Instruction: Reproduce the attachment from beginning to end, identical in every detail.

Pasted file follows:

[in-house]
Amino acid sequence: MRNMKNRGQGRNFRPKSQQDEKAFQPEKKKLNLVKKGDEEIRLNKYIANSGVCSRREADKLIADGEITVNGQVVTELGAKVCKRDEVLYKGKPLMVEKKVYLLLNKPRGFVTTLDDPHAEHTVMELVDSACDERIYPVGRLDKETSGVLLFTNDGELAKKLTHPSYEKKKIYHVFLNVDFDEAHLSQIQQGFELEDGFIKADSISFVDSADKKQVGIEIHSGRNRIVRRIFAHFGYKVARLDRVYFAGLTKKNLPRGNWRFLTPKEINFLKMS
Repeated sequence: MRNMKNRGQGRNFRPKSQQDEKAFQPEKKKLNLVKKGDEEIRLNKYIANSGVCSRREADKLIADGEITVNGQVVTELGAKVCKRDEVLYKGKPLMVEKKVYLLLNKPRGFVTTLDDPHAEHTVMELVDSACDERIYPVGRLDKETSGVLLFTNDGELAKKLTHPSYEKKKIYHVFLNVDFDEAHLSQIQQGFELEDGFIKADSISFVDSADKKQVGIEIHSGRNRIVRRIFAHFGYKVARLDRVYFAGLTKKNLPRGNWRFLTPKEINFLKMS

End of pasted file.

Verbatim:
[in-house]
Amino acid sequence: MRNMKNRGQGRNFRPKSQQDEKAFQPEKKKLNLVKKGDEEIRLNKYIANSGVCSRREADKLIADGEITVNGQVVTELGAKVCKRDEVLYKGKPLMVEKKVYLLLNKPRGFVTTLDDPHAEHTVMELVDSACDERIYPVGRLDKETSGVLLFTNDGELAKKLTHPSYEKKKIYHVFLNVDFDEAHLSQIQQGFELEDGFIKADSISFVDSADKKQVGIEIHSGRNRIVRRIFAHFGYKVARLDRVYFAGLTKKNLPRGNWRFLTPKEINFLKMS
Repeated sequence: MRNMKNRGQGRNFRPKSQQDEKAFQPEKKKLNLVKKGDEEIRLNKYIANSGVCSRREADKLIADGEITVNGQVVTELGAKVCKRDEVLYKGKPLMVEKKVYLLLNKPRGFVTTLDDPHAEHTVMELVDSACDERIYPVGRLDKETSGVLLFTNDGELAKKLTHPSYEKKKIYHVFLNVDFDEAHLSQIQQGFELEDGFIKADSISFVDSADKKQVGIEIHSGRNRIVRRIFAHFGYKVARLDRVYFAGLTKKNLPRGNWRFLTPKEINFLKMS